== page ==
We’re entering summer pretty soon and that means wedding season. In the last year it seems like a lot of my friends have gotten married and for me marriage brings to mind all kids of financial implications. Marriage is hopefully a connection made in love, but also a legal and monetary partnership.
The article I always see written about marriage is one that talks about the ways marriage can help your finances and your tax situation but the flip side of the coin doesn’t really get talked about. So let’s explore.
When you’re married you get to ignore some of the tax rules that apply to single filers which is pretty cool. Being married you have access to joint filing of taxes. Not only is joint filing easier because you don’t have to fiddle with two separate returns but it also qualifies you for certain tax credits that single filers don’t get. When you’re married the maximum income level for deductions also goes up. For example, if you’re claiming the Earned Income Tax Credit you can make $8,000 more and still qualify than if you were single. A lot of the tax benefits of marriage are maximized when one spouse is the sole provider or makes significantly more. Having a spouse who stays home isn’t so bad because in essence they become your tax shelter. Married and filing jointly allows you to be at a higher income level and remain in a lower tax bracket. If you’re married you get to remain in the 15% tax bracket up to $74,900 for 2015.
A Roth IRA retirement account (money is put in after taxes) is only available to people who make less than $132,000 annually but if you’re married you can still have one up to $194,000. Why would they limit the income level for a Roth IRA you ask? Because Roth IRAs allow you to pay taxes on your money early, and in the future when you’ll be at a higher tax bracket you’ll have already paid the taxes. If you’re a college student you seriously should get one. Close this internet window right now and go to Vanguard.com I’ll wait. If you have a traditional IRA (money is put in before tax) and you or your spouse is not covered by some other employer-sponsored retirement plan you can claim a tax deduction on it for the full contribution amount there is no income limit. However, if either of you has a 401k or 403b at work it’ll affect your ability to claim tax deductions on contributions to other retirement accounts.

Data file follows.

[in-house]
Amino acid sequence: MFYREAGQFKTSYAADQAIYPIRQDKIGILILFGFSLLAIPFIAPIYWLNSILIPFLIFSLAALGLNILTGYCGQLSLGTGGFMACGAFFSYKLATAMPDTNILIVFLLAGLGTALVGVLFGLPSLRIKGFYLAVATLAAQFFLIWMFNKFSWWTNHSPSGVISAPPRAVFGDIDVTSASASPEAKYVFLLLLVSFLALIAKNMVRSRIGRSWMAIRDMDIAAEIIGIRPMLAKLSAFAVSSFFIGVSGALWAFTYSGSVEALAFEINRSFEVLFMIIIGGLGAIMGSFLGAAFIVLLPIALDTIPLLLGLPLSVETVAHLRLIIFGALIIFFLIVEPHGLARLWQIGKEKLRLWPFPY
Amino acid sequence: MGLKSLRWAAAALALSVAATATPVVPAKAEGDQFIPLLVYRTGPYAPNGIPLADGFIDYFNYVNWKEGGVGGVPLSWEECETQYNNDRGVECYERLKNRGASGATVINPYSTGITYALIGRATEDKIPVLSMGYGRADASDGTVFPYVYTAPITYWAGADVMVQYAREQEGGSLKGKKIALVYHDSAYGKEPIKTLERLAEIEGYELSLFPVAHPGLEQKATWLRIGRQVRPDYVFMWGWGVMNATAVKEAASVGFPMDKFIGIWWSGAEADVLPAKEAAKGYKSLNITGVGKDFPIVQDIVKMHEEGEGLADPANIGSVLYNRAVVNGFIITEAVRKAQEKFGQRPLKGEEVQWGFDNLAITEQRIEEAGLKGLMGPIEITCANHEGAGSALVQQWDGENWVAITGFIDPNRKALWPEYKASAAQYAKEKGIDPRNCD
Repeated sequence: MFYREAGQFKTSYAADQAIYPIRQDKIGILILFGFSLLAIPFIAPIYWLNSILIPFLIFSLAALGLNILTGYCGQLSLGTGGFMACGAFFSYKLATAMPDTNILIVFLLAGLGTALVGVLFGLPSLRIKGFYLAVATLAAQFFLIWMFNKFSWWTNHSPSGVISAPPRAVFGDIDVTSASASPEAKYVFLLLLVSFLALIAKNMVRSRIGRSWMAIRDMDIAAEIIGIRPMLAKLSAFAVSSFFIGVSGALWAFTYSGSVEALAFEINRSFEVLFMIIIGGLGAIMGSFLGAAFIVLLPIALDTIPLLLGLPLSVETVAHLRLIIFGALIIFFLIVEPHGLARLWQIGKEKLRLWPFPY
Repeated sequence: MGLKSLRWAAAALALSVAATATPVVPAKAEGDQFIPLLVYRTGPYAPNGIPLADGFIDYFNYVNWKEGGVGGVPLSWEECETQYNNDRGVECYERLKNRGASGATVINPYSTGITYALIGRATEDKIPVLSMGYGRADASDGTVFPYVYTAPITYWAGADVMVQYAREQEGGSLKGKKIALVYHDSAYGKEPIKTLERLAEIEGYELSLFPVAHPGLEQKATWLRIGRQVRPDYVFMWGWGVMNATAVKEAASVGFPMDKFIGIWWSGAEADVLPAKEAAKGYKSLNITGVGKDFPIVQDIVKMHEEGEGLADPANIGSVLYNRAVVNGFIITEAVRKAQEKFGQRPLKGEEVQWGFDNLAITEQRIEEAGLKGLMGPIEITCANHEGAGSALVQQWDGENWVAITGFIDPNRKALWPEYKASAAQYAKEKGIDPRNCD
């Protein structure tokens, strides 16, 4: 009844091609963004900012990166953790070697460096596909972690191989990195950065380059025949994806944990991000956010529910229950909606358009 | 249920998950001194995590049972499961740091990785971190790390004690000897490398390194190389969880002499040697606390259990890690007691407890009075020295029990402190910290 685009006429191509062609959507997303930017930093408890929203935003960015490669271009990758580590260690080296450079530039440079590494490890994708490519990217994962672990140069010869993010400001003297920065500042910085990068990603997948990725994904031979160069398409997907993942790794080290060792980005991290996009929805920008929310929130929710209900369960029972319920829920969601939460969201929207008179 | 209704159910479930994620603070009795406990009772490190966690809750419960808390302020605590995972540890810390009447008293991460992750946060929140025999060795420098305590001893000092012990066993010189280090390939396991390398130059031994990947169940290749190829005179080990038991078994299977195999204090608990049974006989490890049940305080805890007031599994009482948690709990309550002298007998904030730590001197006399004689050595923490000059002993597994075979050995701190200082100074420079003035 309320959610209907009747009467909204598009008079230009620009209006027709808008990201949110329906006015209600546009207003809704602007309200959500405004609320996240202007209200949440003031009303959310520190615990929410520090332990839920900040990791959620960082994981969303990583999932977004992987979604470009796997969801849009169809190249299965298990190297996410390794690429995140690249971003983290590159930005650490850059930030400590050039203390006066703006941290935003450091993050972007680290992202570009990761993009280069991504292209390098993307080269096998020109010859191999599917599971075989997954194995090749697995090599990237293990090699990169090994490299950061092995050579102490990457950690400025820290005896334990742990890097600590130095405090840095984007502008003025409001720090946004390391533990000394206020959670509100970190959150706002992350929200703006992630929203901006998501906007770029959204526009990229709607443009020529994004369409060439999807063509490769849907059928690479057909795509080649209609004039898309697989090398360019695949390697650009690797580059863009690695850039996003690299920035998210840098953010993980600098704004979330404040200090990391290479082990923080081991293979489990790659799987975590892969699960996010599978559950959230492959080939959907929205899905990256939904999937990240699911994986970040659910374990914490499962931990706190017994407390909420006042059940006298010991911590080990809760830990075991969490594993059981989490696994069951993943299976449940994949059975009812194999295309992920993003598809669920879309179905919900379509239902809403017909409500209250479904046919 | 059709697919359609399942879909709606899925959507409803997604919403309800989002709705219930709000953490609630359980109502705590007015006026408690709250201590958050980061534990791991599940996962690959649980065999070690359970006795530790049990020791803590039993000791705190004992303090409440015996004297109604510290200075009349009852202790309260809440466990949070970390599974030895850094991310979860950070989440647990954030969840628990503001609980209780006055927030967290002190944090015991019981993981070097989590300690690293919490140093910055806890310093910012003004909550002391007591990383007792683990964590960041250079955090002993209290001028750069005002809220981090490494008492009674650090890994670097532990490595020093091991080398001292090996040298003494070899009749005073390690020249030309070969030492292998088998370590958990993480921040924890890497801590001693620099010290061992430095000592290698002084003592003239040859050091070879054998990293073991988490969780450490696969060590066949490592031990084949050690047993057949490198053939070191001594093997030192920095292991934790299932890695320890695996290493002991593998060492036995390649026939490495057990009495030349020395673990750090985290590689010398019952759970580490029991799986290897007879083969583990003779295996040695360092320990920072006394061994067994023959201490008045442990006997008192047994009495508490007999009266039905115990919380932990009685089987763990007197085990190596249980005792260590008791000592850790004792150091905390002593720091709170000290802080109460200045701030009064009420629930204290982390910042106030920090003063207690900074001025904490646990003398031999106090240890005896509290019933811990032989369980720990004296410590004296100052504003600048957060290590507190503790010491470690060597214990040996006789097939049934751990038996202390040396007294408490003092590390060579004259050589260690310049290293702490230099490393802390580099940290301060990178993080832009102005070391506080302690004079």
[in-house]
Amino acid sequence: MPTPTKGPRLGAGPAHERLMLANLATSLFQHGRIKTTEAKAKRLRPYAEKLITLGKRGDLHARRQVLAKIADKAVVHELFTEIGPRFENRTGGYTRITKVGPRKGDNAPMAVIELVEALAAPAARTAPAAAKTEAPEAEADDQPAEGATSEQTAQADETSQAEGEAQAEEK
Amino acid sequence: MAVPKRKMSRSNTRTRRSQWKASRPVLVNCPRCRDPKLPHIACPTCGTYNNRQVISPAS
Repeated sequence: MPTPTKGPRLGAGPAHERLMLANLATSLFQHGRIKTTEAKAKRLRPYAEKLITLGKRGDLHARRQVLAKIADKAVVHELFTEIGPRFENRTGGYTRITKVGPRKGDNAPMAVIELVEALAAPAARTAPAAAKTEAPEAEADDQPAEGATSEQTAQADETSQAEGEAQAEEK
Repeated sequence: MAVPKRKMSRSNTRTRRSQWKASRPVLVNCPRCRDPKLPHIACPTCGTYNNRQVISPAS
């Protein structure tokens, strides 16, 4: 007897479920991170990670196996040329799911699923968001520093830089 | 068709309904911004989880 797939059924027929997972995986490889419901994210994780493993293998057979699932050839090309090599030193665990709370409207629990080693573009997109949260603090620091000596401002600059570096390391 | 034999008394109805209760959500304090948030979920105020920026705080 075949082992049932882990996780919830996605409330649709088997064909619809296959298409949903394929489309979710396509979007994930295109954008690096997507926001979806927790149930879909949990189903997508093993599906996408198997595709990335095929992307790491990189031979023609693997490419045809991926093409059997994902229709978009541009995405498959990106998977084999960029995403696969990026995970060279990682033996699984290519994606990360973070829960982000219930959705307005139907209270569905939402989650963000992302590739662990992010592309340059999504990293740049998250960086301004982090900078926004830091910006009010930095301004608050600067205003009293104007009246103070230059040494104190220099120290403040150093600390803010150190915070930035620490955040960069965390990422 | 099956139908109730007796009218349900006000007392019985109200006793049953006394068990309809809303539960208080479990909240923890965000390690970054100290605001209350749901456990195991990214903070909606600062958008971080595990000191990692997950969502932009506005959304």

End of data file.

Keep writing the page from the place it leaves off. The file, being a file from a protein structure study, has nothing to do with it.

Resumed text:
Another benefit of being married is if one spouse dies, the other spouse can claim their retirement account as if it were their own. The difference here is that if it was an unmarried couple the spouse could still be the death beneficiary but they would be required to start withdrawing money from the account within one year of the person’s death.
Let’s also not forget the beautiful disaster we call healthcare in the U.S. Being married qualifies you for family health benefits. If both you and your spouse can get health insurance through work you may choose to use one health plan and decline from the other employer, depending on the cost.
Finally, we have social security. I know most of us young people are down on social security because we don’t really believe It’ll be around when we’re of age but I would be morally remiss not to at least mention it. There are a number of cool strategies retired spouses use to maximize their social security benefits. If you’re married your spouse can actually claim half of your social security benefit. You can claim social security at age 62 but your benefit will go up by 5% each year until age 70. Past age 70 it’ll still go up but it’s not particularly advantageous to claim past age 70. When both partners reach age 62 one could claim social security then suspend it, allowing the other to claim 50% of their benefit. This provides a stream of income until both spouses reach age 70 and at that time both can claim their full benefit with no reductions. I know this is a little tough to understand but they don’t make it easy for a reason. Sounds like maybe I need to write a post about Social Security. Stay tuned